Small water bottles are great for hiding in tight spaces.
Let’s say you’re like me. You live in a small apartment with stuffed closets, stuffed cupboards, and no balcony…your storage space is a minimum…and you just found out that you’re supposed to be storing a gallon of water per day per person living with you. Ahh!
When I first started stockpiling water, I had no idea where to put it. Have you heard the quote “necessity is the mother of invention?” It’s true! If you’re committed to storing water for survival, you WILL find places to put it.
With this in mind, here’s a plan for how you can get started with your water storage:
Decide how much water you want to store.
- Since you’re new at this, set a goal for yourself: have three day’s worth of water stored by the end of this week.
- Every time you meet a goal, set a new one. Try for a week’s worth of water, then a month, and so on.
Figure out what type of containers you will use to store your water. I like to diversify my storage as much as possible, so feel free to use several of these methods:
- If you drink soda, you can clean, dry, and refill the empty 2-liter bottles. I describe how to do this in my previous post.
- If you don’t drink soda (like me), you can buy containers that are meant specifically for water storage. I buy mine from Shelf Reliance because they’re reasonably priced and the company gives a portion of its profits to charity. You can fill these empty drums with tap water.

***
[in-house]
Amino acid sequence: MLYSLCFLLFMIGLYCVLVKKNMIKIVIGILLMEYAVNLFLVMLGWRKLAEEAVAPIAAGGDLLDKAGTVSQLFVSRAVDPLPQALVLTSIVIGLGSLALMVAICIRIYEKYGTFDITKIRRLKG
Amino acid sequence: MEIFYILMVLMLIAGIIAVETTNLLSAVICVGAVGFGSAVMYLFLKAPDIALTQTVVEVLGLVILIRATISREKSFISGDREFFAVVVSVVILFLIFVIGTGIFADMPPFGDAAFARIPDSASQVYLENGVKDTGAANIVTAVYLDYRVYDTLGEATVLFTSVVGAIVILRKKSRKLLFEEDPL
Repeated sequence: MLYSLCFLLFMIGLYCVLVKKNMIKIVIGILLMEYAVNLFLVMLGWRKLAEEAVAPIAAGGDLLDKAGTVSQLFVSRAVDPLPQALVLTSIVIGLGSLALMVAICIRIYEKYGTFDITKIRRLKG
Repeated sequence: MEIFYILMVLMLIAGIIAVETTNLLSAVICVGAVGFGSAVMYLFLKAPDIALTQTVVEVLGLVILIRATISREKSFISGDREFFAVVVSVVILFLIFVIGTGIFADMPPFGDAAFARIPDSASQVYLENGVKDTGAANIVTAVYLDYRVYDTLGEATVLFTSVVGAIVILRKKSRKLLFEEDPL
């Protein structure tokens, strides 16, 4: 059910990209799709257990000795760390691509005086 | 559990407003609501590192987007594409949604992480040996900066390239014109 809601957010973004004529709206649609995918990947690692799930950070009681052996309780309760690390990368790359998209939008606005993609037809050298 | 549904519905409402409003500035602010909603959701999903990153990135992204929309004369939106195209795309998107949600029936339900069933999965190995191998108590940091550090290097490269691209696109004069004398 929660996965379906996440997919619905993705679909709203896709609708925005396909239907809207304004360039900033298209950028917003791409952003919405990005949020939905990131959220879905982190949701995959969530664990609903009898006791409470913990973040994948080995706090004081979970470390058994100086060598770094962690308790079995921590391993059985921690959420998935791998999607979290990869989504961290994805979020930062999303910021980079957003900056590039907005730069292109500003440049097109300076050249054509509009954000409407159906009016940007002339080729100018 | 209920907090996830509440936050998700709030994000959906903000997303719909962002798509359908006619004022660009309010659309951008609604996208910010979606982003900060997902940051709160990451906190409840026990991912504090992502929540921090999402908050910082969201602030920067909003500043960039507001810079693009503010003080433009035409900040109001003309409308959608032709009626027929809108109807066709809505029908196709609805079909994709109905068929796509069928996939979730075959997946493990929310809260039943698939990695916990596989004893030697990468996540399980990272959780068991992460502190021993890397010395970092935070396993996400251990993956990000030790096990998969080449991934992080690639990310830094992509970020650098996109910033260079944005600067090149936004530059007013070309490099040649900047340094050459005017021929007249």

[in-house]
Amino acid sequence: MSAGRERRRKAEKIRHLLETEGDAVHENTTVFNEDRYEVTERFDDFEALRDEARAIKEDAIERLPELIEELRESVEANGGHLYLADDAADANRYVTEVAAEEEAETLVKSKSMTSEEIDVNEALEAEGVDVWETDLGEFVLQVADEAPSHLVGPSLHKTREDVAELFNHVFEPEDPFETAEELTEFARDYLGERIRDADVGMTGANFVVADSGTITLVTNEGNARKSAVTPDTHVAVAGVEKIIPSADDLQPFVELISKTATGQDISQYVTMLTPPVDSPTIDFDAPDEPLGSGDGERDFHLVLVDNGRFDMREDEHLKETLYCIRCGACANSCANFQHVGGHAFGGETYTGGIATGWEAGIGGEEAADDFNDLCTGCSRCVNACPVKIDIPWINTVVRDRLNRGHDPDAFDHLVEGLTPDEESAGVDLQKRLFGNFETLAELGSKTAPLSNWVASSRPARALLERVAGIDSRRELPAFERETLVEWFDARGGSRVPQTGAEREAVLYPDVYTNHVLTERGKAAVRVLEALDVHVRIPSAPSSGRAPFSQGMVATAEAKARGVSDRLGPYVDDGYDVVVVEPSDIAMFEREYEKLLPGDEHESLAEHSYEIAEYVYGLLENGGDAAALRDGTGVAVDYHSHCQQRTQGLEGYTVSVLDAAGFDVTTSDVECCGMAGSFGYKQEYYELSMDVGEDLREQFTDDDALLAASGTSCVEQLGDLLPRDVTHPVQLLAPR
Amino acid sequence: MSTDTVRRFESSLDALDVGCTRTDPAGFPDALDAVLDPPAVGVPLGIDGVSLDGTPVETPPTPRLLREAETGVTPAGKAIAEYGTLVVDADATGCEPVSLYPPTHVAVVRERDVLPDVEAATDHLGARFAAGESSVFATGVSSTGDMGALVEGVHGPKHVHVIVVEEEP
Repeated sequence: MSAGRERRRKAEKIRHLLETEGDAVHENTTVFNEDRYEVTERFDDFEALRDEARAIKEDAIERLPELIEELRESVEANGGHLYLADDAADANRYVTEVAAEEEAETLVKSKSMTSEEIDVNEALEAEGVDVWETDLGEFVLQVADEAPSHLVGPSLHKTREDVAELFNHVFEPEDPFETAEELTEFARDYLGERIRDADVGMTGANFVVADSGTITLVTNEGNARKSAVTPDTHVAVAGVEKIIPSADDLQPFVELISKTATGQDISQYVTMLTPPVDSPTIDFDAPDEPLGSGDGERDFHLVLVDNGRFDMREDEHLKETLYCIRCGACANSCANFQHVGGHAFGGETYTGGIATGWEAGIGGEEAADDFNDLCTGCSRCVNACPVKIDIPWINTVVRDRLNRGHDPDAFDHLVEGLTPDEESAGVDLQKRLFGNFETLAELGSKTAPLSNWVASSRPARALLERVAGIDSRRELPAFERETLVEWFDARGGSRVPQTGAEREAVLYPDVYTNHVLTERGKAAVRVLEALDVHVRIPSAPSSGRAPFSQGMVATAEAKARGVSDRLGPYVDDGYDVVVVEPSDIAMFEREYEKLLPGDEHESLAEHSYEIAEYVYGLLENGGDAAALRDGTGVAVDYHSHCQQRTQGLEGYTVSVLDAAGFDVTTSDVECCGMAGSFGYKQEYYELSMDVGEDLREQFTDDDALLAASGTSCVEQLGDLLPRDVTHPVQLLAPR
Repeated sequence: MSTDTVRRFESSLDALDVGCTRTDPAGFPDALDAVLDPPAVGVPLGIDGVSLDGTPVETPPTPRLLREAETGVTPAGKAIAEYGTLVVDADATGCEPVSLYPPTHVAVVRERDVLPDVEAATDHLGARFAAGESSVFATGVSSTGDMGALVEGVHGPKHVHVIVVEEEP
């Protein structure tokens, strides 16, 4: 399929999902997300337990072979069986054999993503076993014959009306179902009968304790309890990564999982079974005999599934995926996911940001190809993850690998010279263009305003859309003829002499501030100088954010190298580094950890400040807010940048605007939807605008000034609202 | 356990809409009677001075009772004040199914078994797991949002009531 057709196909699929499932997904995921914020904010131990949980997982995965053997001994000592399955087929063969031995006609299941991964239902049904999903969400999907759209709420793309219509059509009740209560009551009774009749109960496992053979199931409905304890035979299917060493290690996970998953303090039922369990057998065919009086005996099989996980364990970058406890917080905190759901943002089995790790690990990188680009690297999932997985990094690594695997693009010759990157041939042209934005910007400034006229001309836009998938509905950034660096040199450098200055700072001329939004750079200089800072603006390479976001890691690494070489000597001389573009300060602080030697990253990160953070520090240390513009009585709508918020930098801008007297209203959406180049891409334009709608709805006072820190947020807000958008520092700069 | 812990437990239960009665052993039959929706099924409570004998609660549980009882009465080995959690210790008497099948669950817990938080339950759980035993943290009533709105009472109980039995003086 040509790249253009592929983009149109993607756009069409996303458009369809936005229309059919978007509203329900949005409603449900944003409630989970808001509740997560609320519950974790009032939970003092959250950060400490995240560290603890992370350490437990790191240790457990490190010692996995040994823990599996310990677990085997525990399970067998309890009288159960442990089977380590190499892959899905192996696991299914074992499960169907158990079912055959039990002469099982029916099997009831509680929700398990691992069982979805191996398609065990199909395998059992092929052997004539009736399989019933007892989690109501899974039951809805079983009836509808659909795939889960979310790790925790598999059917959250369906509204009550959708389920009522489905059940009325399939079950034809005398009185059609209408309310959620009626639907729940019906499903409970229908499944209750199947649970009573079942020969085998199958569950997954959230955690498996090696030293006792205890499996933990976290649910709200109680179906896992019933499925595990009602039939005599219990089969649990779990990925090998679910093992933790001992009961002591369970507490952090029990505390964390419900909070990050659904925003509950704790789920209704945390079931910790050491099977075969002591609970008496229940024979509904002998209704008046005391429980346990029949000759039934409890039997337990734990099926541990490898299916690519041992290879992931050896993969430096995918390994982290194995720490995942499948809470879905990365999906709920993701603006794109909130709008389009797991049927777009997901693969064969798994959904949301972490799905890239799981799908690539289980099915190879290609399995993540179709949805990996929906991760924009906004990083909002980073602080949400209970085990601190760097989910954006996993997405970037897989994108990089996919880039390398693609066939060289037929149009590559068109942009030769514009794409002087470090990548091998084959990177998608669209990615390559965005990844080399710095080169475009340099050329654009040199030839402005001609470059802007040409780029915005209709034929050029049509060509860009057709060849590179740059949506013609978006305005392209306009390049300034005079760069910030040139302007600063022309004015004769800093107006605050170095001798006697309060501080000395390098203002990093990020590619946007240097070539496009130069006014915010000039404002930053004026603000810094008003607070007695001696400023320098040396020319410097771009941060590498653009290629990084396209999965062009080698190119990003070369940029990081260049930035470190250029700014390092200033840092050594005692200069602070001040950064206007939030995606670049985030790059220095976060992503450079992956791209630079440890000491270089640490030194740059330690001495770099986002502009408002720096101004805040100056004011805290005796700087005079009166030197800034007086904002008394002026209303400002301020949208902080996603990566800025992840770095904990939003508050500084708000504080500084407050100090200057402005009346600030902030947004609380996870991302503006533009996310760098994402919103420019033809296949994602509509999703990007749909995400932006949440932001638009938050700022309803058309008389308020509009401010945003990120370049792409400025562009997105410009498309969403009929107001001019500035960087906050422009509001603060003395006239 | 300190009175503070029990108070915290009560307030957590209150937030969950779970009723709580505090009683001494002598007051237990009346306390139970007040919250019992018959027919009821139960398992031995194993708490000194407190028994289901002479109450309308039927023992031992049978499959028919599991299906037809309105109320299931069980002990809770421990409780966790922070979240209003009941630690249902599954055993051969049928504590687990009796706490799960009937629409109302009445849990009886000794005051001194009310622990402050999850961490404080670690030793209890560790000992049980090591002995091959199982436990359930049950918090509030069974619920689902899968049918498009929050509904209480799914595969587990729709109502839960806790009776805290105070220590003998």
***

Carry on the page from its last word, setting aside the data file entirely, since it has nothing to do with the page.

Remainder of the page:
- When you’re just starting out, it’s easy to buy gallons of water from the grocery store, or buy cases of bottled water. The benefit to these small bottles is that you can remove them from their cases and individually store them in very small spaces.
Treat your water before you fill your tanks.
- Add one drop of bleach per cup of water after you fill your plastic storage containers. This will kill any microorganisms and keep your water safe while it’s being stored. Water never expires, but microbial growth can make it unsafe to drink. Don’t add bleach to water stored in metal containers, and never add scented bleach.
- Don’t worry about this step if you’re buying commercially-sealed water. It’s safer to leave it unopened.
Figure out where you want to store your water .